|Clock ticking for TikTok to remove Zing-owned tracks |
The local tech circle is stirring with news that Vietnamese unicorn VNG has filed a lawsuit against TikTok, a China-based social networking platform, for illegally using audio tracks owned by VNG’s subsidiary Zing.
According to the filing sent to Ho Chi Minh City People’s Court, VNG is seeking almost $10 million in damages for this encroachment.
“VNG requests TikTok to remove all music segments taken from Zing records from both the TikTok application and the website, and an indemnification for damages of over VND221 billion ($9.6 million),” noted the document.
Specifically, VNG first discovered that its music was added to short videos on TikTok early last year and sent Recommendation No.29/2019/ZA-CV on June 7, outlining the violations to the China-based company. According to the document, the local company required TikTok to check and remove the audio segments from its platform.
However, TikTok has not yet complied with the request. As a result, VNG started legal proceedings against one of the biggest social network platforms in the world.
To date, TikTok has not commented on the accusations of VNG.
The filing also mentioned that TikTok gave authorisation to law consultancy Indochine Counsel to reply to VNG’s recommendation in a document. In the document, TikTok refused to take responsibility for the violations but prepared no cohesive argument for its innocence. Moreover, TikTok asserted to have attained the rights to legally use the song excerpts.
In a response to VIR, Dinh Thi Hoang Nhung, director of HNLAW & Partners, said that to win the case, VNG must prove that the audio tracks used by TikTok are lawfully owned by VNG, TikTok has used them illegally, and that VNG has derived damages from its use.
Vietnam’s protection of intellectual property rights is fully stipulated in the Law on Intellectual Property 2005 (LIP), and the amendments to it made in 2009. According to Article 16.3 of the 2005 law, “organisations and individuals that first fix sounds and images of performances or other sounds and images” (referred to as phonograms and video recordings in the law) are eligible for protection of related rights. In addition, Nhung said a petitioner could also base his/her case on the Civil Law 2015, but the lawsuit would take longer to conclude in this case. “The laws all detail the sanctions for the violations. VNG needs to clarify the violations of TikTok and apply the appropriate fines,” said Nhung.
Regarding compensation, she said that plaintiffs can turn to articles 17-20 of Decree No.105/2006/ND-CP enacted in 2006 on details and guides the implementation of the LIP regarding protection of IP rights and state management of IP. The articles define damage as loss in assets, the reduction in income and profit, the loss in business opportunities, and the appropriate fees for preventing and recovering damages.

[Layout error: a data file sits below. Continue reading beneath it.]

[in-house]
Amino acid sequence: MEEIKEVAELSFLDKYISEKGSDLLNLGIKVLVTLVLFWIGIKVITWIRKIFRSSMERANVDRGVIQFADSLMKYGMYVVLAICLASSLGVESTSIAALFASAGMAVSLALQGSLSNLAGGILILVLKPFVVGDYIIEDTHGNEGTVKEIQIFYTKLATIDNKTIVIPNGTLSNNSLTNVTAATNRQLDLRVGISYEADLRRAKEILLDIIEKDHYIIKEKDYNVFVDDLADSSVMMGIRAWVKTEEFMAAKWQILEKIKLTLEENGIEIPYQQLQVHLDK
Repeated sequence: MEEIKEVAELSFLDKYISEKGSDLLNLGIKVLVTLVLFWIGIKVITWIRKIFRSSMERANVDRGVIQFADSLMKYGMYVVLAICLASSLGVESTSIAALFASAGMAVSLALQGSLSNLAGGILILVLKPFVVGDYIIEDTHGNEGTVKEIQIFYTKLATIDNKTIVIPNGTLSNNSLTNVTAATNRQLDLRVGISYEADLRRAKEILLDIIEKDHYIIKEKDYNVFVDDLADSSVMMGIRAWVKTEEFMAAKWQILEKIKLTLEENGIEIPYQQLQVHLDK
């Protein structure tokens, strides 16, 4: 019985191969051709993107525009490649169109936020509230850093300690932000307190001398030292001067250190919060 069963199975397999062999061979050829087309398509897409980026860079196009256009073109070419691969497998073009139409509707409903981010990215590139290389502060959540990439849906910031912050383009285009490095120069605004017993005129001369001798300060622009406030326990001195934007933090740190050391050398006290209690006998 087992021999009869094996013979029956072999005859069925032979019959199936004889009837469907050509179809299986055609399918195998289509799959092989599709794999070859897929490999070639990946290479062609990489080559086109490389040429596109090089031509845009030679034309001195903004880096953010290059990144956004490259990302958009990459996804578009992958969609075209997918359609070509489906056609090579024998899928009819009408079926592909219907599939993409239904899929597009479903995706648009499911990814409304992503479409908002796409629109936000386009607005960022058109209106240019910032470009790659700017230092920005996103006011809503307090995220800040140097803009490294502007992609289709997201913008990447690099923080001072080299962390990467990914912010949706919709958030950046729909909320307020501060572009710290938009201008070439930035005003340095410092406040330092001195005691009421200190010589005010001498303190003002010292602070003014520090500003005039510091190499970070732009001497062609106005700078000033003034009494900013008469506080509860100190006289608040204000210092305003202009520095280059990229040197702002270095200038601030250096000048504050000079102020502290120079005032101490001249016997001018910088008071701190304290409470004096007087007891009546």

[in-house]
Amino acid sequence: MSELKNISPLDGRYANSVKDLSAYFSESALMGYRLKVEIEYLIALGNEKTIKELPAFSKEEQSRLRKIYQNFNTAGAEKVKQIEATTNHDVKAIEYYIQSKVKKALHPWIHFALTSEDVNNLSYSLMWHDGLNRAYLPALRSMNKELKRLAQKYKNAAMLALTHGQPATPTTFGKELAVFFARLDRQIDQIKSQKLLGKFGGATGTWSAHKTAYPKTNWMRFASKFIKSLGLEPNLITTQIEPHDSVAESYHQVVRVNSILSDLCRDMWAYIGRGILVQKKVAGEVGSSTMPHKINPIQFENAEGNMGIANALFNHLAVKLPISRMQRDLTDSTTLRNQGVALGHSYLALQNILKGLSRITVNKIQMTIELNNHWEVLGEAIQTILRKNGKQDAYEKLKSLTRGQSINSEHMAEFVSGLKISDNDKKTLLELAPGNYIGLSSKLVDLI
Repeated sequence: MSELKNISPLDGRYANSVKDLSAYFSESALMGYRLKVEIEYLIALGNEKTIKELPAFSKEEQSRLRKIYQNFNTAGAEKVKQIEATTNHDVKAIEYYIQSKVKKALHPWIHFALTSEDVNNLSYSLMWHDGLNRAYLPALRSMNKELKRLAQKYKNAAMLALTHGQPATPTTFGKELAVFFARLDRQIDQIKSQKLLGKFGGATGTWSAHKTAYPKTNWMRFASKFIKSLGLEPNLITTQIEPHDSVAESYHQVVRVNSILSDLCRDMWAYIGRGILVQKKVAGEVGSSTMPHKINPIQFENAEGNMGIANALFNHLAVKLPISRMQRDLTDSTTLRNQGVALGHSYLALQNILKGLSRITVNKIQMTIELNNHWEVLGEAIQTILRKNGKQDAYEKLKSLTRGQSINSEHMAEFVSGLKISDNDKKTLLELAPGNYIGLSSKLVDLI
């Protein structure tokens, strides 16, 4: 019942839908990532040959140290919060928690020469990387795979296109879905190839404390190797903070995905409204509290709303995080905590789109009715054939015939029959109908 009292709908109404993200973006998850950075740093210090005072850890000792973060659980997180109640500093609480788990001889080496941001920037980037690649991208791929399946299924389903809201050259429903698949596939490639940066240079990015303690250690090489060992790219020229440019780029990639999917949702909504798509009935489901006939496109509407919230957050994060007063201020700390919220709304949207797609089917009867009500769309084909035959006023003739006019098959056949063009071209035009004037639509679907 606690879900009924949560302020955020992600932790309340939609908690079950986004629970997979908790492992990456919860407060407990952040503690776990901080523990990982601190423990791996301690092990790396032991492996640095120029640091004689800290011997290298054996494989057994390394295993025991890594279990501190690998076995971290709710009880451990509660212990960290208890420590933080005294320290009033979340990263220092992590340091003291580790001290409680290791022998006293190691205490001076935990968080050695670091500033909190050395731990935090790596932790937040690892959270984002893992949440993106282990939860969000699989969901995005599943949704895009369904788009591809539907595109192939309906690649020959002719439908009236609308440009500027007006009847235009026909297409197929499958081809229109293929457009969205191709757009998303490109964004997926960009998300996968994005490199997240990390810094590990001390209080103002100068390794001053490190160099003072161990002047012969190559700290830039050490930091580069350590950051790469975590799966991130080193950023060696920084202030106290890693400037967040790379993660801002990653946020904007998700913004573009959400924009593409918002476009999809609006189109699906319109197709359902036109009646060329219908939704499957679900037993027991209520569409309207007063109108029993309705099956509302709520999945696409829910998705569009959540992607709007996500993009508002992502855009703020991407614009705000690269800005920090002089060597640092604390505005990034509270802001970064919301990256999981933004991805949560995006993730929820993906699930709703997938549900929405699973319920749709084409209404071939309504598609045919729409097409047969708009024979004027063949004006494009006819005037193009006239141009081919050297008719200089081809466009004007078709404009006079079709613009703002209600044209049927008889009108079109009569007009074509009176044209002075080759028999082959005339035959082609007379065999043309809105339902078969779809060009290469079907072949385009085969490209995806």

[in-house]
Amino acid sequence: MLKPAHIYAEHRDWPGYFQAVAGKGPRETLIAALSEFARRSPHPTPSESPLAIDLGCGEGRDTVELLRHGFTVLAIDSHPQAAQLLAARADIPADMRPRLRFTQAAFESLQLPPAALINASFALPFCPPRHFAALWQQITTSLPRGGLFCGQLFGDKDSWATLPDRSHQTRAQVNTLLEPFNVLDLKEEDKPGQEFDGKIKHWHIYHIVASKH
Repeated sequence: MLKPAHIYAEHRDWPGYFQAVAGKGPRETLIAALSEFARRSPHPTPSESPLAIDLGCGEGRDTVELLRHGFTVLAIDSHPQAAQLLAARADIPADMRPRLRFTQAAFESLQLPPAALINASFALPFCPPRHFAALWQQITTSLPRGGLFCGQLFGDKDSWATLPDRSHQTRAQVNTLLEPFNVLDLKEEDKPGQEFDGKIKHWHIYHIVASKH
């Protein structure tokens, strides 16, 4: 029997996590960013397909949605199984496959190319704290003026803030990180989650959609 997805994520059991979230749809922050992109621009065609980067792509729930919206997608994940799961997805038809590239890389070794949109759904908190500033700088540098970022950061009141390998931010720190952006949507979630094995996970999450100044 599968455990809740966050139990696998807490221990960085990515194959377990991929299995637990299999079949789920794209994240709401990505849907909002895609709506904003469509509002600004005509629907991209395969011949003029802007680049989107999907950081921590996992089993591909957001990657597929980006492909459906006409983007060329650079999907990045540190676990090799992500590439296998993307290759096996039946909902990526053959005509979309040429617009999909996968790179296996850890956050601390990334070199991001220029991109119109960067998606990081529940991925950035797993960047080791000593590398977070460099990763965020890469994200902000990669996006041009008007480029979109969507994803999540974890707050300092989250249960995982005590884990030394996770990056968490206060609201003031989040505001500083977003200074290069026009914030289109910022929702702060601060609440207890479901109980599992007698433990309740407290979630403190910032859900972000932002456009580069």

“Regarding the VND221 billion, VNG has to prove that the damages caused by TikTok reach this magnitude,” said Nhung.
Phan Vu Tuan, managing partner of Phan Law Vietnam cum vice president of the Ho Chi Minh Intellectual Property Association, said that VNG is defending its legitimate rights and interests with this lawsuit. For this, VNG must establish that TikTok has infringed on its copyrights, or rights related to the recordings that VNG owns or has exclusive rights to exploit.
This means that VNG needs to prove the criteria to determine a potential copyright infringement. Firstly, it needs to prove that the music and audio excerpts are protected. Then it needs to show TikTok videos contains infringing elements. After that, VNG will have to show that the person that committed the infringing act is neither the IP right holder nor any person permitted by law or a competent agency of the LIP. The examined act also needs to take place in Vietnam – however, in the case that it occurs on the internet, it will be deemed to have taken place in Vietnam if targeted at its consumers or information users.
“Once VNG ticks these boxes, it has legal grounds to sue TikTok to safeguard its legitimate rights and interests,” Tuan said. “Disputes related to copyright in general and copyright-related rights to musical works, in particular, are becoming more and more numerous. Individuals and organisations have become more aware of the protection of their copyrights and hold more respect for the copyrights of others.”
However, successful copyright lawsuits are still relatively few in number. Therefore, if the dispute between VNG and TikTok is resolved thoroughly and satisfactorily, it will be a major legal development that would serve as precedent for subsequent cases.